Valve has changed the way it shares revenue with developers on Steam—and it's good news for games that make a lot of money. Currently, revenue for Steam games is split 70/30 between the developer and Valve. But from now on, Valve will only take a 25% cut of any earnings over and above $10 million, and only 20% of earnings beyond $50 million. The first $10 million will still be split 70/30, and the change will impact any revenue earned after October 1 this year.
In a Steam post (opens in new tab), Valve said the change will help "developers of big games", which will in turn benefit the entirety of Steam because of the "positive network effects" those developers generate. But some indie developers don't see it that way, and have branded the move a "slap in the face (opens in new tab)" to smaller companies that will never reach the $10 million threshold.
Wandersong (opens in new tab) developer Greg Lobanov encouraged players to stop buying indie games on Steam, and said the move would harm "niche, experimental games" like his.
In theory, they’re supposed to “earn” their 30% cut by promoting your game to a bigger audience. But games that aren’t already popular are also disfavored by the algorithm. So people at the bottom literally get less, and now, pay more.December 1, 2018
It’s obvious they did this to appease the biggest money interests... but it’s not good for the health of the gaming community or market. Niche, experimental games that broaden their audience like wandersong are impacted by these decisions.December 1, 2018
Brian Buckley, developer of roguelike Caves of Qud (opens in new tab), said on Twitter (opens in new tab) that "tiny studios doing interesting things on razor-thin budgets" are now effectively "paying for the next Fallout 76", while Simon Roth, developer of space colony sim Maia (opens in new tab), said (opens in new tab) the move sends the "wrong message" to indie developers.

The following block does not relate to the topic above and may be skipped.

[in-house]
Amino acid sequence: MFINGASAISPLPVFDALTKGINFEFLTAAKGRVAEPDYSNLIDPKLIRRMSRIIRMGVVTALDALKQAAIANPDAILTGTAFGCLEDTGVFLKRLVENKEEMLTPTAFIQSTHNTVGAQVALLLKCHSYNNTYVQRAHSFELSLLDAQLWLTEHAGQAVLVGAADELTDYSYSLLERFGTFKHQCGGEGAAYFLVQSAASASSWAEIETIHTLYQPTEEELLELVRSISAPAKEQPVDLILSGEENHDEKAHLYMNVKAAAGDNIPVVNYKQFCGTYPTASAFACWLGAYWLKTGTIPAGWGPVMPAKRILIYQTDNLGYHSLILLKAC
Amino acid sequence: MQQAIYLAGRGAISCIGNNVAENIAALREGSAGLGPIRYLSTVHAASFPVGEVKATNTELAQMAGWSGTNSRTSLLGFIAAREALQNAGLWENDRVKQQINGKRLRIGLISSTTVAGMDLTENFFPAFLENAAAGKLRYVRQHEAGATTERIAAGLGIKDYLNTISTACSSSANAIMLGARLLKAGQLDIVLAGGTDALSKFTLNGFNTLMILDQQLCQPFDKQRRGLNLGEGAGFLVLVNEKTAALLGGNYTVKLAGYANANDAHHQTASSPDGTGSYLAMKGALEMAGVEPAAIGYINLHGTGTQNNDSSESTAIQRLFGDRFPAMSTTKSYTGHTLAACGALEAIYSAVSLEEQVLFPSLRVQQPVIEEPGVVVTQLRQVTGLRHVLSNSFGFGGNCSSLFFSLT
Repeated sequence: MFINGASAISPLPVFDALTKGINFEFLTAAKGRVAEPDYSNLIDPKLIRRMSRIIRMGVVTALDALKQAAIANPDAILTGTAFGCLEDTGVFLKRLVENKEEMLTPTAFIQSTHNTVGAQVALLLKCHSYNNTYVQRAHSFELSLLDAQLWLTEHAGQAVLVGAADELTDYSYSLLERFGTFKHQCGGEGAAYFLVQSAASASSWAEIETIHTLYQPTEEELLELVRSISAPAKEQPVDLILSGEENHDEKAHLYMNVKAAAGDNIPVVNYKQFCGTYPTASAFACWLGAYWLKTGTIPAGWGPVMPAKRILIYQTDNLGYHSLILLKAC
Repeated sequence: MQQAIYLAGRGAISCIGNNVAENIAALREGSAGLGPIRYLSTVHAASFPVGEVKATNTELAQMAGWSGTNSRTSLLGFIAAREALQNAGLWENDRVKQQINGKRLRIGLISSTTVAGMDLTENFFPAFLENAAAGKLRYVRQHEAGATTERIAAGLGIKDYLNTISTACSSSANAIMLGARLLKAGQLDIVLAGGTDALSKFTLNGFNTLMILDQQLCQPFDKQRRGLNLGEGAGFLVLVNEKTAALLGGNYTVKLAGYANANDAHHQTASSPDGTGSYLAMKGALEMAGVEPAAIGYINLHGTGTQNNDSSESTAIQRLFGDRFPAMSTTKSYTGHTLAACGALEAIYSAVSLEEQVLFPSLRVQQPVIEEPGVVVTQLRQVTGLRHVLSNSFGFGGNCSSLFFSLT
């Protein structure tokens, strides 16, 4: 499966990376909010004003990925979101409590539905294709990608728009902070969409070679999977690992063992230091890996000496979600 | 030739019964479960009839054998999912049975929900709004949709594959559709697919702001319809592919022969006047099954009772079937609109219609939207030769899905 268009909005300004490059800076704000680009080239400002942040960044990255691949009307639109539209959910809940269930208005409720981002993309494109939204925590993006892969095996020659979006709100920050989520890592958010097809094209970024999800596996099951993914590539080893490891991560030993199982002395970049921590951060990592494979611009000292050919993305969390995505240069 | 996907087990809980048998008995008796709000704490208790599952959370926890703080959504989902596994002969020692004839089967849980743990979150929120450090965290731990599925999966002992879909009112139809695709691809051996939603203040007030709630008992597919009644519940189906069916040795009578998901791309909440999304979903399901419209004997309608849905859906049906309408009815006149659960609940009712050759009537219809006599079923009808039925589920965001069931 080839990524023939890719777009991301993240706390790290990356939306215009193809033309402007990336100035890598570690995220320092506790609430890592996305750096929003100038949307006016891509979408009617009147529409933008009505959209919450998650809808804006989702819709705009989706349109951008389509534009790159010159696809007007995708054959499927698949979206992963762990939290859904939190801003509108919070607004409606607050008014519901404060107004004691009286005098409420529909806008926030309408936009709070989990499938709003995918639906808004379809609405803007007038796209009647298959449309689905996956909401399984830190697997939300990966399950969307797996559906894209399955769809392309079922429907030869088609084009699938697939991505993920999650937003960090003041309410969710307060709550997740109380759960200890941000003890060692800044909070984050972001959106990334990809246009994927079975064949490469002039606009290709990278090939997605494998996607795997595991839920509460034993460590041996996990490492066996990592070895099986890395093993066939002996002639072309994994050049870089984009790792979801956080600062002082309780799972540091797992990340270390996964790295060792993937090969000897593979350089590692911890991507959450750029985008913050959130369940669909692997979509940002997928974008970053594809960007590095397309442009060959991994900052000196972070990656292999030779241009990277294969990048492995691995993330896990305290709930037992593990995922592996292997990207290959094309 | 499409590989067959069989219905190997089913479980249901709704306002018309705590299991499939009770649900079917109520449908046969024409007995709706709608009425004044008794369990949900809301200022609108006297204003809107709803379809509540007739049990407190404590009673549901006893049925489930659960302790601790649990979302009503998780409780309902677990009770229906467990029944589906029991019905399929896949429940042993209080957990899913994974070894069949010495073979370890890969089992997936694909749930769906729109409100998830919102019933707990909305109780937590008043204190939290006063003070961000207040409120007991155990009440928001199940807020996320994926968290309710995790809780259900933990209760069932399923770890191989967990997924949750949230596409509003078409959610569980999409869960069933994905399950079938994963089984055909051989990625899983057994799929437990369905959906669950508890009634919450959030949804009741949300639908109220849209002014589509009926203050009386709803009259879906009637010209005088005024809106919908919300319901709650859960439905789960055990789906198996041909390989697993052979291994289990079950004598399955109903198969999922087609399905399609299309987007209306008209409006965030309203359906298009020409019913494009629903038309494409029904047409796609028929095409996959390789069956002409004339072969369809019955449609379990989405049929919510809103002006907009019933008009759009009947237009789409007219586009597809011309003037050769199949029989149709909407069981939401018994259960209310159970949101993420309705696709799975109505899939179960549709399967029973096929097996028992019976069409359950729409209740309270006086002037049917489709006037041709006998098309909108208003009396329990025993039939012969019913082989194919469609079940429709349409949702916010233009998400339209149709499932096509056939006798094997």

Rami Ismail (opens in new tab), of Nuclear Throne developer Vlambeer (opens in new tab), said Valve was effectively subsidising large developers with the "broken dreams" of smaller companies, and questioned whether Steam was now "undesirable (opens in new tab)" for AAA developers.
Valve statement, paraphrased: "don't worry, big game productions, we'll happily subsidize your increased income with the broken dreams of aspiring devs that fell just short of making it because they have no leverage and we don't care.Just please don't launch your own store"December 1, 2018
However, some indie devs were far less critical. Kevin Simmons, a designer at West of Loathing (opens in new tab) developer Asymmetric, said on Twitter (opens in new tab) that Valve needed to hang onto the "AAA audience", and that losing them would cost all developers money because fewer people would be buying games on Steam.
Freya Holmér, co-founder of Budget Cuts developer Neat Corporation, agreed "to some extent" that the change was a "blatant middle finger to smaller developers (opens in new tab)", but argued that Valve taking less money from Steam games was still a "positive step".
But the alternative is that the rich get *even richer* off-Steam, not bringing more people to Steam at all, making it a less viable platform for everyone involved, including indies, as well as forcing players to another client that *don't allow indies at all*December 1, 2018
Although that being said, Valve could likely afford a flat 20% for everyone, and that would help indies as well as AAA studios. However, I think we should at least be happy revenue share is getting better for developers, even if it doesn't help everyone just yetDecember 1, 2018
If you're interested in the relationship between Valve and indie developers, I asked smaller studios whether it was worth cutting out Steam and selling direct to players earlier this year, which generated interesting discussion on, among other topics, revenue shares. Check it out here (opens in new tab).
What do you think of Valve's new policy?